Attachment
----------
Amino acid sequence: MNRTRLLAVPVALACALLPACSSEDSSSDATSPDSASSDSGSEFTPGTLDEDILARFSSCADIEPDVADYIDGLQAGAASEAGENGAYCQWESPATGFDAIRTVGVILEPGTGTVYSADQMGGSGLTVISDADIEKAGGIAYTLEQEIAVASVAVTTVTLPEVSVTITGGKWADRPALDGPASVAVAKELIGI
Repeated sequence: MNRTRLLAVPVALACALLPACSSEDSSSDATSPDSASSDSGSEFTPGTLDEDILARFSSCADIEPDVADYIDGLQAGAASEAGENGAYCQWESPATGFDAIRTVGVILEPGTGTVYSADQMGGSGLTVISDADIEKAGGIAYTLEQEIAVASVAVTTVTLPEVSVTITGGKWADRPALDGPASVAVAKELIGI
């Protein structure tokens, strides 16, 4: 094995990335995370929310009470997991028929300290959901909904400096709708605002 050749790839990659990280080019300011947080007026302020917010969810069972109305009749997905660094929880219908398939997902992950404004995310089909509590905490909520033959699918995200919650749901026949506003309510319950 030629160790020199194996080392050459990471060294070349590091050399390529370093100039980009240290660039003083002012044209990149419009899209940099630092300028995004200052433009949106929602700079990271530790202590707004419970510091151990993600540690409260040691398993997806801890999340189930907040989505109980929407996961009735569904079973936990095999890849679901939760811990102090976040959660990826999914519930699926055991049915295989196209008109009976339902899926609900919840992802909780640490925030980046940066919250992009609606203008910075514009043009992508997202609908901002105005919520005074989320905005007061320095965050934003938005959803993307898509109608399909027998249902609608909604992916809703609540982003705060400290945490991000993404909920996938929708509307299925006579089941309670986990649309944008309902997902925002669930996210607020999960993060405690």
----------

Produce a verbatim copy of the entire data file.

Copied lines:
Amino acid sequence: MNRTRLLAVPVALACALLPACSSEDSSSDATSPDSASSDSGSEFTPGTLDEDILARFSSCADIEPDVADYIDGLQAGAASEAGENGAYCQWESPATGFDAIRTVGVILEPGTGTVYSADQMGGSGLTVISDADIEKAGGIAYTLEQEIAVASVAVTTVTLPEVSVTITGGKWADRPALDGPASVAVAKELIGI
Repeated sequence: MNRTRLLAVPVALACALLPACSSEDSSSDATSPDSASSDSGSEFTPGTLDEDILARFSSCADIEPDVADYIDGLQAGAASEAGENGAYCQWESPATGFDAIRTVGVILEPGTGTVYSADQMGGSGLTVISDADIEKAGGIAYTLEQEIAVASVAVTTVTLPEVSVTITGGKWADRPALDGPASVAVAKELIGI
């Protein structure tokens, strides 16, 4: 094995990335995370929310009470997991028929300290959901909904400096709708605002 050749790839990659990280080019300011947080007026302020917010969810069972109305009749997905660094929880219908398939997902992950404004995310089909509590905490909520033959699918995200919650749901026949506003309510319950 030629160790020199194996080392050459990471060294070349590091050399390529370093100039980009240290660039003083002012044209990149419009899209940099630092300028995004200052433009949106929602700079990271530790202590707004419970510091151990993600540690409260040691398993997806801890999340189930907040989505109980929407996961009735569904079973936990095999890849679901939760811990102090976040959660990826999914519930699926055991049915295989196209008109009976339902899926609900919840992802909780640490925030980046940066919250992009609606203008910075514009043009992508997202609908901002105005919520005074989320905005007061320095965050934003938005959803993307898509109608399909027998249902609608909604992916809703609540982003705060400290945490991000993404909920996938929708509307299925006579089941309670986990649309944008309902997902925002669930996210607020999960993060405690």